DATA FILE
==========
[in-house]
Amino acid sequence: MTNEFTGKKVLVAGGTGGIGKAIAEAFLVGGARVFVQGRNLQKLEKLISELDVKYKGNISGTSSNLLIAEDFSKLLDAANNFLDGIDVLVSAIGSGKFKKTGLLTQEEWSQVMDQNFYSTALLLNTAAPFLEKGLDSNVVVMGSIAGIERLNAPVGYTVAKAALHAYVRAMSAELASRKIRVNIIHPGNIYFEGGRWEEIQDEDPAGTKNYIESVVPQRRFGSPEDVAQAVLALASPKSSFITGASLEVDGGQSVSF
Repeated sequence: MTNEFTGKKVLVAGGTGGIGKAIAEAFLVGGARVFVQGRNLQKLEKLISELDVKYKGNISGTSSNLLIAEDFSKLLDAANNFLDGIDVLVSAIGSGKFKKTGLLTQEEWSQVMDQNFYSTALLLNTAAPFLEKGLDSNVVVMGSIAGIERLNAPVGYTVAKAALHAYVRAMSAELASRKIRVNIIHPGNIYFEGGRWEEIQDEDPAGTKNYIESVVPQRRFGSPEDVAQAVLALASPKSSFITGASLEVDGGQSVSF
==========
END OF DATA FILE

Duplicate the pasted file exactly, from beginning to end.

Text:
[in-house]
Amino acid sequence: MTNEFTGKKVLVAGGTGGIGKAIAEAFLVGGARVFVQGRNLQKLEKLISELDVKYKGNISGTSSNLLIAEDFSKLLDAANNFLDGIDVLVSAIGSGKFKKTGLLTQEEWSQVMDQNFYSTALLLNTAAPFLEKGLDSNVVVMGSIAGIERLNAPVGYTVAKAALHAYVRAMSAELASRKIRVNIIHPGNIYFEGGRWEEIQDEDPAGTKNYIESVVPQRRFGSPEDVAQAVLALASPKSSFITGASLEVDGGQSVSF
Repeated sequence: MTNEFTGKKVLVAGGTGGIGKAIAEAFLVGGARVFVQGRNLQKLEKLISELDVKYKGNISGTSSNLLIAEDFSKLLDAANNFLDGIDVLVSAIGSGKFKKTGLLTQEEWSQVMDQNFYSTALLLNTAAPFLEKGLDSNVVVMGSIAGIERLNAPVGYTVAKAALHAYVRAMSAELASRKIRVNIIHPGNIYFEGGRWEEIQDEDPAGTKNYIESVVPQRRFGSPEDVAQAVLALASPKSSFITGASLEVDGGQSVSF